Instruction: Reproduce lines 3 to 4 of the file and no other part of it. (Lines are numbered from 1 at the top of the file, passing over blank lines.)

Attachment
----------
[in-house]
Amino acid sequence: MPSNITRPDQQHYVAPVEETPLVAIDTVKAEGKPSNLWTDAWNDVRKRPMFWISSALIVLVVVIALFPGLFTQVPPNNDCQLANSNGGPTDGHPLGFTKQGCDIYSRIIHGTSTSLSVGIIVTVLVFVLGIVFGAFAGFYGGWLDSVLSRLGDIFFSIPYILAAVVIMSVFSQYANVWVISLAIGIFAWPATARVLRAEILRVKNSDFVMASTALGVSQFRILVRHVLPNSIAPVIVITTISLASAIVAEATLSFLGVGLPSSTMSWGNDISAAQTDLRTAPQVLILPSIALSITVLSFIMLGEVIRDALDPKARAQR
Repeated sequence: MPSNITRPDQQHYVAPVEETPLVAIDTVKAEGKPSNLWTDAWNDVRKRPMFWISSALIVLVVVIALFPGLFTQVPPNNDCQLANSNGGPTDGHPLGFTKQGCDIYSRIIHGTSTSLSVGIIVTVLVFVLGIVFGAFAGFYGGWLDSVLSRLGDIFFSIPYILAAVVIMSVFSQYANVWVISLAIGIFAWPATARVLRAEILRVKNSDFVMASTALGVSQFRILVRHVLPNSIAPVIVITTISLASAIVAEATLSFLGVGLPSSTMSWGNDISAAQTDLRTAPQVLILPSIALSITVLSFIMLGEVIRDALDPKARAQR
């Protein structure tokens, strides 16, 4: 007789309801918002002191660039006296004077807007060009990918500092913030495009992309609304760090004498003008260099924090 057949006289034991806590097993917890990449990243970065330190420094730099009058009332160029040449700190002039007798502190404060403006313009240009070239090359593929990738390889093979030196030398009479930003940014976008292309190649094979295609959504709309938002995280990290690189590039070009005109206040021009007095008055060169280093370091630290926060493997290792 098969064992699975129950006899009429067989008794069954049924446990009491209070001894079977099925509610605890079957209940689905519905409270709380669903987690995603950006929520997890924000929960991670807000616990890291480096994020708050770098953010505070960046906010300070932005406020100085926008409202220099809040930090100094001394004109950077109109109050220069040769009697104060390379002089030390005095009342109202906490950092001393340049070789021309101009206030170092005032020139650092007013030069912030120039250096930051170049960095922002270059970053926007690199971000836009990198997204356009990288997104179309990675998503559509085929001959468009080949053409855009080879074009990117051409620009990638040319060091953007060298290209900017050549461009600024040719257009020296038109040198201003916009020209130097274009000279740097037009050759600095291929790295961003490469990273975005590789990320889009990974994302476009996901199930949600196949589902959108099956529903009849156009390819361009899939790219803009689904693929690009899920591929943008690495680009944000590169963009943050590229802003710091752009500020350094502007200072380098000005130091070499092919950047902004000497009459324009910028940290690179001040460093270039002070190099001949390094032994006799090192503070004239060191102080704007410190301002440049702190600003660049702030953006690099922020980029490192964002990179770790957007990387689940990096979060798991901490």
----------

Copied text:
Repeated sequence: MPSNITRPDQQHYVAPVEETPLVAIDTVKAEGKPSNLWTDAWNDVRKRPMFWISSALIVLVVVIALFPGLFTQVPPNNDCQLANSNGGPTDGHPLGFTKQGCDIYSRIIHGTSTSLSVGIIVTVLVFVLGIVFGAFAGFYGGWLDSVLSRLGDIFFSIPYILAAVVIMSVFSQYANVWVISLAIGIFAWPATARVLRAEILRVKNSDFVMASTALGVSQFRILVRHVLPNSIAPVIVITTISLASAIVAEATLSFLGVGLPSSTMSWGNDISAAQTDLRTAPQVLILPSIALSITVLSFIMLGEVIRDALDPKARAQR
């Protein structure tokens, strides 16, 4: 007789309801918002002191660039006296004077807007060009990918500092913030495009992309609304760090004498003008260099924090 057949006289034991806590097993917890990449990243970065330190420094730099009058009332160029040449700190002039007798502190404060403006313009240009070239090359593929990738390889093979030196030398009479930003940014976008292309190649094979295609959504709309938002995280990290690189590039070009005109206040021009007095008055060169280093370091630290926060493997290792 098969064992699975129950006899009429067989008794069954049924446990009491209070001894079977099925509610605890079957209940689905519905409270709380669903987690995603950006929520997890924000929960991670807000616990890291480096994020708050770098953010505070960046906010300070932005406020100085926008409202220099809040930090100094001394004109950077109109109050220069040769009697104060390379002089030390005095009342109202906490950092001393340049070789021309101009206030170092005032020139650092007013030069912030120039250096930051170049960095922002270059970053926007690199971000836009990198997204356009990288997104179309990675998503559509085929001959468009080949053409855009080879074009990117051409620009990638040319060091953007060298290209900017050549461009600024040719257009020296038109040198201003916009020209130097274009000279740097037009050759600095291929790295961003490469990273975005590789990320889009990974994302476009996901199930949600196949589902959108099956529903009849156009390819361009899939790219803009689904693929690009899920591929943008690495680009944000590169963009943050590229802003710091752009500020350094502007200072380098000005130091070499092919950047902004000497009459324009910028940290690179001040460093270039002070190099001949390094032994006799090192503070004239060191102080704007410190301002440049702190600003660049702030953006690099922020980029490192964002990179770790957007990387689940990096979060798991901490």